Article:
Change isn’t easy to deal with. That’s true whether you’re three, or sixty-three. There’s no denying, though, that children find change harder to deal with than most adults. That’s probably because they’ve had to deal with less of it in their short lives. Plus, everything seems a lot larger when you’re little. Especially those big scary changes! Instead of shying away from change, it’s your parental responsibility to help them process and adapt. When handled in the right way, change is essential for helping your children to grow. And no, we don’t mean out of their clothes, again! We are, of course, talking about them growing emotionally. So, how is the right way to deal with change in a child’s life?
EXPLANATION IS ESSENTIAL
A lot of a child’s fear of change comes from a lack of understanding. Children think in simple terms. If they were happy with how things were, they might be unable to see why anything has to change. That’s why it’s important you explain to them what’s happening and why. The way you go about this will vary depending on the change. It may be that you and your partner are divorcing. Or, maybe the change is something as simple as moving schools. Or is a relocation on the cards? One thing’s sure, you don’t want to wait until the moving company is there to explain what’s happening. Make sure you keep your child informed throughout, whatever the change is. Information is critical. Explain what’s happening at every stage. The more your child knows, the less chance of them getting an unpleasant surprise.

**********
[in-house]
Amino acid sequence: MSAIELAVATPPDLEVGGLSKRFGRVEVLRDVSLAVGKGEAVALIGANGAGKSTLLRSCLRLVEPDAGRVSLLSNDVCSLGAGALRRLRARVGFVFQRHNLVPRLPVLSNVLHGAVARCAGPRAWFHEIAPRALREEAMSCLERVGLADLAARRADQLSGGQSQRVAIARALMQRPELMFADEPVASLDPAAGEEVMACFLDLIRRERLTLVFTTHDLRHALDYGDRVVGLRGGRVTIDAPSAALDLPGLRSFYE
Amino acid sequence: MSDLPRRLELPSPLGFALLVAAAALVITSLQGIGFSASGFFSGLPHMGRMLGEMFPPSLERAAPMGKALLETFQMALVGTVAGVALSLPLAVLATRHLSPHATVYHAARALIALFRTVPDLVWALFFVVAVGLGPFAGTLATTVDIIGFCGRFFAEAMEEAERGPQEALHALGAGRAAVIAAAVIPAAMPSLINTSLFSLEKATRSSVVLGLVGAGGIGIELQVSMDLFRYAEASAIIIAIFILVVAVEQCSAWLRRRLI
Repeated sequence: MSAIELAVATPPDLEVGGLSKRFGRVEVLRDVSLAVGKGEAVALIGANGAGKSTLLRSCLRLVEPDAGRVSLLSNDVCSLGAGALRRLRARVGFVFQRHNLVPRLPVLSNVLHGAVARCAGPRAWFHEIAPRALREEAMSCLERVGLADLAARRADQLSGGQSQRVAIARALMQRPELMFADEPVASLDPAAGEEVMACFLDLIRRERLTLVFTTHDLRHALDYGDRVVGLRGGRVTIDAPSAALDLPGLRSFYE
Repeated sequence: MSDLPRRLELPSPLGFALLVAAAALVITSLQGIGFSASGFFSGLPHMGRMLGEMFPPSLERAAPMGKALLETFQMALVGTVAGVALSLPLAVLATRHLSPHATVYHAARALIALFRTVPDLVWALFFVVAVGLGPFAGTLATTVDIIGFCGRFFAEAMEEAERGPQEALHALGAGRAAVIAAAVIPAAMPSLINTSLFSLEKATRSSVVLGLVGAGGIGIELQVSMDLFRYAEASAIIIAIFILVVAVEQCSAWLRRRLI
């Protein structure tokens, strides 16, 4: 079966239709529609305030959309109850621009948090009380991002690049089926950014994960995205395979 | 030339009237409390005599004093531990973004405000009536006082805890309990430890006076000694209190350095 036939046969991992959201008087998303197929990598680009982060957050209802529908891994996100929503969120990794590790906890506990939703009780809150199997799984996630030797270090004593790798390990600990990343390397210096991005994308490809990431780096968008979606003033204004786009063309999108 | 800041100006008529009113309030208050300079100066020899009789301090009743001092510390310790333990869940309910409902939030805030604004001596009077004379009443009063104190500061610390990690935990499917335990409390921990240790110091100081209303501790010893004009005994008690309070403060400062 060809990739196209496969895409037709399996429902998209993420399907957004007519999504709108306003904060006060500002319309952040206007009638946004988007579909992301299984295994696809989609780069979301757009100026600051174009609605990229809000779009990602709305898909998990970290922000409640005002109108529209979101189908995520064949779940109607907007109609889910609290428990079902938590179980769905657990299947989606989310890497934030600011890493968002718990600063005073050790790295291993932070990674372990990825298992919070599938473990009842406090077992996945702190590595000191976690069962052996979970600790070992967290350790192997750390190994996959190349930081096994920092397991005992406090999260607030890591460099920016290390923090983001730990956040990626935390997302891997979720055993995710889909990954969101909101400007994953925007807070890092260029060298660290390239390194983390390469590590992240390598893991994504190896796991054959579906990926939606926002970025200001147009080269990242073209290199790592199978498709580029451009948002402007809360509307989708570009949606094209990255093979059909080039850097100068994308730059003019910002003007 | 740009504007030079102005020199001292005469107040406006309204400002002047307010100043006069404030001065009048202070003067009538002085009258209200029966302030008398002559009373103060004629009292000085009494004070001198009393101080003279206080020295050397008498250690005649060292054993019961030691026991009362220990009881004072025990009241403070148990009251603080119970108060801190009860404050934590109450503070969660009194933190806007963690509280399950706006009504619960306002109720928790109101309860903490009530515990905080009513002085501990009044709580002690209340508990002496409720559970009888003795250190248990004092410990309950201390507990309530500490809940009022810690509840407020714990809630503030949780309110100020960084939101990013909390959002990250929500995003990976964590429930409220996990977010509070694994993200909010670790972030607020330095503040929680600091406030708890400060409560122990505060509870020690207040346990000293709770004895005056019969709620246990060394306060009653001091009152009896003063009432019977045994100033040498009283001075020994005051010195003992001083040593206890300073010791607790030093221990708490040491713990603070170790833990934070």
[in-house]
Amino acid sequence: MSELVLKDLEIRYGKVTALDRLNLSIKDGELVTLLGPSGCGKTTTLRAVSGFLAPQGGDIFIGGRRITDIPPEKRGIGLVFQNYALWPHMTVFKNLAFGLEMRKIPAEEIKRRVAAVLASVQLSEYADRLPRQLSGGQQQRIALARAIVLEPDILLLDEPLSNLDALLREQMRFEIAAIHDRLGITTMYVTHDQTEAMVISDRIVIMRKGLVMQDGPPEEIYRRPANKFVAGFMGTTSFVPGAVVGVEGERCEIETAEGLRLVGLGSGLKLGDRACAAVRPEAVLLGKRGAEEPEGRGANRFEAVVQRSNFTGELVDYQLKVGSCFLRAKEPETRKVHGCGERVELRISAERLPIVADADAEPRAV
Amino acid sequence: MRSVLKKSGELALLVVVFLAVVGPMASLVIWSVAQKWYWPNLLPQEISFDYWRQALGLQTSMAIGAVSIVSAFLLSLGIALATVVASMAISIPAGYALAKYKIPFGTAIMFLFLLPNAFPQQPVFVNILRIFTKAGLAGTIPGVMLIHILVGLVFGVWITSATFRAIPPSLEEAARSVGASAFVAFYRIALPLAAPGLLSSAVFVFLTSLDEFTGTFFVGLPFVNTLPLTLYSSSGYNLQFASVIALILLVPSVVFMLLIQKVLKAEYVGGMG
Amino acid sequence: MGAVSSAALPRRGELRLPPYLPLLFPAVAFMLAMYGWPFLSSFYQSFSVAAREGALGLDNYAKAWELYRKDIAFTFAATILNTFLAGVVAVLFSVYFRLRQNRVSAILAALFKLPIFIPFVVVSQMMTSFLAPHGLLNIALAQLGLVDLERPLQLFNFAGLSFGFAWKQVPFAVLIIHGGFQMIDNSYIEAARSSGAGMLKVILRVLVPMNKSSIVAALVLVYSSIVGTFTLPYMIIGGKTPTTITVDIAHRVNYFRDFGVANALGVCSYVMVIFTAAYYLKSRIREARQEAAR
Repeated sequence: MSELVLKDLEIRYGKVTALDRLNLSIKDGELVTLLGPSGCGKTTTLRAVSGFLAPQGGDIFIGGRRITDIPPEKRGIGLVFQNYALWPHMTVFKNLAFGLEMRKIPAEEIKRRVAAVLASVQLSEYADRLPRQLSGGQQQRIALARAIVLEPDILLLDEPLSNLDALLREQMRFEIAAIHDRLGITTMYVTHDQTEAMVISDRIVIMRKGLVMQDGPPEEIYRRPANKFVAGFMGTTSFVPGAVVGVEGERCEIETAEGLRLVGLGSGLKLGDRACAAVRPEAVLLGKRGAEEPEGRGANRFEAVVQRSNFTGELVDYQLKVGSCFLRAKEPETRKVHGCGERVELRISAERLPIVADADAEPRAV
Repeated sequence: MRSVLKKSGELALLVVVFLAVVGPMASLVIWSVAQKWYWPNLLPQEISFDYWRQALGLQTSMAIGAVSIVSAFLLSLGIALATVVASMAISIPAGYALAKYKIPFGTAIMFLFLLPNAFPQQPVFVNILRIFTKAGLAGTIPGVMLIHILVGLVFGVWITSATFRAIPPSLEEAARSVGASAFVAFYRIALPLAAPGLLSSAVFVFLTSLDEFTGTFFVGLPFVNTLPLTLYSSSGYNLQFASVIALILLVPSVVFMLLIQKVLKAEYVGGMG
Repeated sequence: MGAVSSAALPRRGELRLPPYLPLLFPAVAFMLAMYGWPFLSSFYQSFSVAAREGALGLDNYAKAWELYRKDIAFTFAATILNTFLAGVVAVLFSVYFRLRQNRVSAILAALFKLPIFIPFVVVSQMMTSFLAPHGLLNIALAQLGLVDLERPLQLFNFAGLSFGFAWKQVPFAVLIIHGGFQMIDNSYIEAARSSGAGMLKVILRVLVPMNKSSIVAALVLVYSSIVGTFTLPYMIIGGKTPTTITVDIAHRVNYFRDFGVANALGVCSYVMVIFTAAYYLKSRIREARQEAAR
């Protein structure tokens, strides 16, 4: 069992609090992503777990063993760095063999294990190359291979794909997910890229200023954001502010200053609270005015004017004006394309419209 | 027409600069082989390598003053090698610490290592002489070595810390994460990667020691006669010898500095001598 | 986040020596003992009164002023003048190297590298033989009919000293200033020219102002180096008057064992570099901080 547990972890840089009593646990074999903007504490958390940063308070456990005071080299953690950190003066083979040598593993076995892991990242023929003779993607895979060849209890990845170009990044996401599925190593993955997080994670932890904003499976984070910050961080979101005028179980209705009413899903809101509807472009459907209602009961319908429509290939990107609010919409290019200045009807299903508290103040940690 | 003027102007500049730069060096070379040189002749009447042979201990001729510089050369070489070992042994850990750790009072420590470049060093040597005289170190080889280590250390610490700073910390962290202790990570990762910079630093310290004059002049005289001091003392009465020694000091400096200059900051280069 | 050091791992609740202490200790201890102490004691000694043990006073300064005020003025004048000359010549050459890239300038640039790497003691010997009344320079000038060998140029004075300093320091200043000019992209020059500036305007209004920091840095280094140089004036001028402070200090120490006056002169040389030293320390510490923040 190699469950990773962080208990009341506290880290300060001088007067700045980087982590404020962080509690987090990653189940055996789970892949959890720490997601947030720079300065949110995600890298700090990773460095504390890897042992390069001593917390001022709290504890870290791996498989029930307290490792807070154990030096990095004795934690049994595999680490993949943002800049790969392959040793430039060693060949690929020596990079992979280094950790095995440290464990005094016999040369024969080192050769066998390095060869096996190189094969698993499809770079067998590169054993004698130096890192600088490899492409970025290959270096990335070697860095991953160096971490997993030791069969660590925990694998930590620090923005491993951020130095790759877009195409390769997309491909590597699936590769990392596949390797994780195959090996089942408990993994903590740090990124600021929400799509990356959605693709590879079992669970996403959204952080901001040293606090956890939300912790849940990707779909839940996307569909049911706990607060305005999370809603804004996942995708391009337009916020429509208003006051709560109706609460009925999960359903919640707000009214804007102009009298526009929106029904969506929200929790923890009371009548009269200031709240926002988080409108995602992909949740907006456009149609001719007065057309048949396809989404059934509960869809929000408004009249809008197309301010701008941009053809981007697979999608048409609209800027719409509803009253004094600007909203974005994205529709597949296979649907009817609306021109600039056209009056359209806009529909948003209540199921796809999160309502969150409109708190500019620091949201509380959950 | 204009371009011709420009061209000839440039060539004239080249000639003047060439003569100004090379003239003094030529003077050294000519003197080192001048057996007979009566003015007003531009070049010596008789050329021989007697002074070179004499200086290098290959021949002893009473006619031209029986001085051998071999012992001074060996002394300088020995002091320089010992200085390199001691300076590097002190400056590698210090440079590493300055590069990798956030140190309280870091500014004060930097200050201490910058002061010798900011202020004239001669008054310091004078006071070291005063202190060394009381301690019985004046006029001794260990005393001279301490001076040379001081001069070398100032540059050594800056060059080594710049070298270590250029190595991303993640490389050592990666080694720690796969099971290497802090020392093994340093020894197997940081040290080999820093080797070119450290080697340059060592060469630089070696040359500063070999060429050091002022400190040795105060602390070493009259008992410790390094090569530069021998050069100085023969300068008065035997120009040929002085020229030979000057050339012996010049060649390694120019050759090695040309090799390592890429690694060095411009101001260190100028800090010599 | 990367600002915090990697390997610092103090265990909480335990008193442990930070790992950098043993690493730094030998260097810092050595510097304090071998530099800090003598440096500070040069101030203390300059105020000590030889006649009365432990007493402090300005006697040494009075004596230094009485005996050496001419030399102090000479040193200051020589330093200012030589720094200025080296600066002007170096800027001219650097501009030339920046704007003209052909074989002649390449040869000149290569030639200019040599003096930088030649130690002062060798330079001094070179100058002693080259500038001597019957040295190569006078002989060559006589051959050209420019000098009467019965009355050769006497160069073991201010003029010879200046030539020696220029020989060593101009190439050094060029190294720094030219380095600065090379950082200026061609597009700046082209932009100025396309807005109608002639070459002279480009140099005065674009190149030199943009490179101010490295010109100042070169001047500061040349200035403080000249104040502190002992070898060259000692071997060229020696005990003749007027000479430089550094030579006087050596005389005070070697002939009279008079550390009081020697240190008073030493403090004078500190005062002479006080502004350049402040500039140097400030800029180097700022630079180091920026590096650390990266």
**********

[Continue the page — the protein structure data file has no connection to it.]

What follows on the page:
HAVE YOU GOT THE ANSWERS?
Children are inquisitive by nature. It’s how they learn. After you’ve explained, be ready for the questions your kids might throw at you. With change, those endless ‘why,’ queries take on a whole new meaning. Try to consider what your child will ask before they ask it. That way, you can give an appropriate response. You may be busy planning whatever has caused the change, but always be available for questioning. Never brush away a query or reply with ‘we’ll talk about it later.’ Keeping the lines of communication open is essential. Not having their questions answered will leave your kids full of doubt.
It’s also important to support your children’s emotional needs. When you become a parent, you made a commitment always to put your child first. If you’re separating, you may feel as though you have more important things to worry about. The simple answer is, you don’t. Your child’s emotions come before your own. You may feel like the injured party, but you made a conscious choice. Your kids didn’t. Even when you feel like falling apart, keep it together for them! If the change is something like a new school, support them by reassuring them. Try to focus on exciting aspects, like new friends and a new school uniform. Distracting them in this way will stop them worrying about the scary stuf
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